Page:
A Dark and Lonely Place: How a NY Mom Went from Hunger to Making a Difference

“I was in a very lonely and dark place… I didn’t come out of the house much at all, and was raising three kids this way…I just felt so broken and so different from everyone,” she shared.

Jackie Bogart, a mother of four in the Southern Tier of New York, transformed her experience with trauma and hunger to healing and a drive to help others.

At the time, Bogart had escaped an extremely abusive relationship and had been diagnosed with post traumatic stress disorder, depression and anxiety. It was a breaking point from a period in her life marked by this abuse and economic hardship. She remembers the times there was not enough to eat for her and her children.

“I had to feed them. I was a single mom and a lot of times I would say, ‘My belly is hurting’ or ‘I’m not hungry’ or ‘I got a headache.’ They didn’t know it was because there wasn’t enough,” explained Bogart about having to skip meals to feed her kids.

“Sometimes I actually felt guilty for going to the kitchen to eat something.” she said. “I felt I was taking food out of their mouth by eating.”

Bogart moved to South Carolina with her brother looking for better opportunities but the situation quickly became difficult.

“One day, there just was no food. There was no money. And my brother and his neighbor went dumpster diving and brought home dinner. The kids were still little then; they had no idea, but I knew… Just to be making those movements, cooking that food and handing it to my kids… That's a hard feeling to live with,” she shared.

Encouraged by her mom, Bogart decided to participate in the Community Advocates Program (then Speakers Bureau) at the Food Bank of the Southern Tier. The program builds leadership skills of people with lived experiences with hunger and poverty and gives them the tools to share their story and advocate for change. As explained on their website, “If we expect change to happen, people with lived experience must be part of the process of building and sustaining hunger-free communities.”

“Something in me changed. I just felt useful, something that I never felt before in my life. I had finally found a support system. The more I learned that I hadn’t known the more I wanted to know,” said Bogart. “I began speaking publicly and I got applause and encouragement for sharing my story. I finally felt like a survivor, not a victim. I found healing.”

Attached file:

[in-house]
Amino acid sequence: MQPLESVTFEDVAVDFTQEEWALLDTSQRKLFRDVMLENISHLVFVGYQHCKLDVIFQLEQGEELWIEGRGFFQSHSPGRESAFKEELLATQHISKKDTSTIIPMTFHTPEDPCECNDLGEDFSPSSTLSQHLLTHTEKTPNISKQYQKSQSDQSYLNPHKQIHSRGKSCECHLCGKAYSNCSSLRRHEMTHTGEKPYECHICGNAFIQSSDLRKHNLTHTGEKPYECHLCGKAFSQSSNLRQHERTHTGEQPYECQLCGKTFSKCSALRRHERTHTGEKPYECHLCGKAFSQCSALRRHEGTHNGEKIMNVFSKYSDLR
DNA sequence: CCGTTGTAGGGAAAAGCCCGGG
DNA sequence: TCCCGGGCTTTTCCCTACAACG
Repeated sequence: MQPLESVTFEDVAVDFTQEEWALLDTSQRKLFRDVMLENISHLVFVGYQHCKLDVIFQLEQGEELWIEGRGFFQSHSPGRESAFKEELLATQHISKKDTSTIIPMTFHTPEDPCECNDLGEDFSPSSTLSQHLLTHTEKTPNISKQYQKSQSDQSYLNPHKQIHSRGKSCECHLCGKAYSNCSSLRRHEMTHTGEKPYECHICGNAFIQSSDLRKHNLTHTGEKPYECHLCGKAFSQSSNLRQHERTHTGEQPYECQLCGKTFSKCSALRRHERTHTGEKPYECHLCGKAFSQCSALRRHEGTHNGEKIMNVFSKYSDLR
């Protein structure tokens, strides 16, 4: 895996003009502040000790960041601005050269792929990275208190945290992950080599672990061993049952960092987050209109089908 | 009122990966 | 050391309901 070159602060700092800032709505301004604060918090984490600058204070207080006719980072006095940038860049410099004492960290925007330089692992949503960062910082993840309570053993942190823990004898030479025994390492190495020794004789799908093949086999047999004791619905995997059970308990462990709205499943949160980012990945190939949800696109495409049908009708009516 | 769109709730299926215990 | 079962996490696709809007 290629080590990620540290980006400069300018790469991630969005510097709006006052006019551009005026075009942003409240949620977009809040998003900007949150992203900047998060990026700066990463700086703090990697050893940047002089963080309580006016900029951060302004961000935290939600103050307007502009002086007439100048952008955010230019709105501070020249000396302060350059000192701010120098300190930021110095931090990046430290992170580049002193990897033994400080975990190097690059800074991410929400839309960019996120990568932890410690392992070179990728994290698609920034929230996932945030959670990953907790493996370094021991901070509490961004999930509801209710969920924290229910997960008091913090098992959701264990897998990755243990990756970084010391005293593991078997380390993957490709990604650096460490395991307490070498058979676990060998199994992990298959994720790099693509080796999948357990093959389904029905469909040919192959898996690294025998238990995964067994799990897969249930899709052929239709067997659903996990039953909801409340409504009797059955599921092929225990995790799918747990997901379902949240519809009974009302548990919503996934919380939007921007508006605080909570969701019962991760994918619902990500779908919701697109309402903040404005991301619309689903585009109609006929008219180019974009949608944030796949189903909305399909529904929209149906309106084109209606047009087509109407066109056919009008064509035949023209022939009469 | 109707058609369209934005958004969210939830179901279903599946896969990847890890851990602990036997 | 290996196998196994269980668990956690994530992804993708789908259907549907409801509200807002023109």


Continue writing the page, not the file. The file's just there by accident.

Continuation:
Program participants have shared their story in front of diverse audiences that include elected officials in Washington, DC and Albany, NY.; radio and TV stations; and other local and national organizations. Their message aims to shed light on the issue of hunger and, through personal stories, explain the systems that keep people in poverty.

Talking about these systems, Bogart explained, “It’s hard to be poor… I’m not living this way because I’m lazy by any means. I just [haven’t had] a support system all my life. It’s just me; there is nowhere to turn when I need a little help or encouragement.”

She went on to describe all the costs associated with poverty, such as having to feed her kids unhealthy food because it’s more affordable, car insurance charges fees for paying in monthly installments rather than paying the whole premium up front, and the inability to open bank accounts resulting in the payment of high fees to cash checks. “It costs more for me to be poor,” she explained.

Bogart encouraged people to volunteer and sit down with people who may live in poverty to learn from their experiences.

“If we were more concerned about how we can help our neighbor than how we can feel better than our neighbor, this world would be a different place. Focus on yourself and what good you can do in this world and how to help anyone who needs help. Why they need help [doesn’t really matter.]”

With funding from No Kid Hungry, the Food Bank of the Southern Tier is continuing the Community Advocates Program and has hired Bogart as community empowerment coordinator. Now, she is helping families with kids share their story and make a difference.

Bogart is proud of her community and her now-adult children. She knows at the end of the day what matters is they contribute to making this world a better place.

“[My children] are leaders. They are not perfect. They are going to struggle, but they have strength inside of them… They are amazing people as much as we have struggled.”

1 in 6 children continues to experience hunger in the US. These are families like Jackie Bogart’s struggling to make it to the end of the month. With your help, we can ensure kids get three meals a day 365 days of the year. Join us.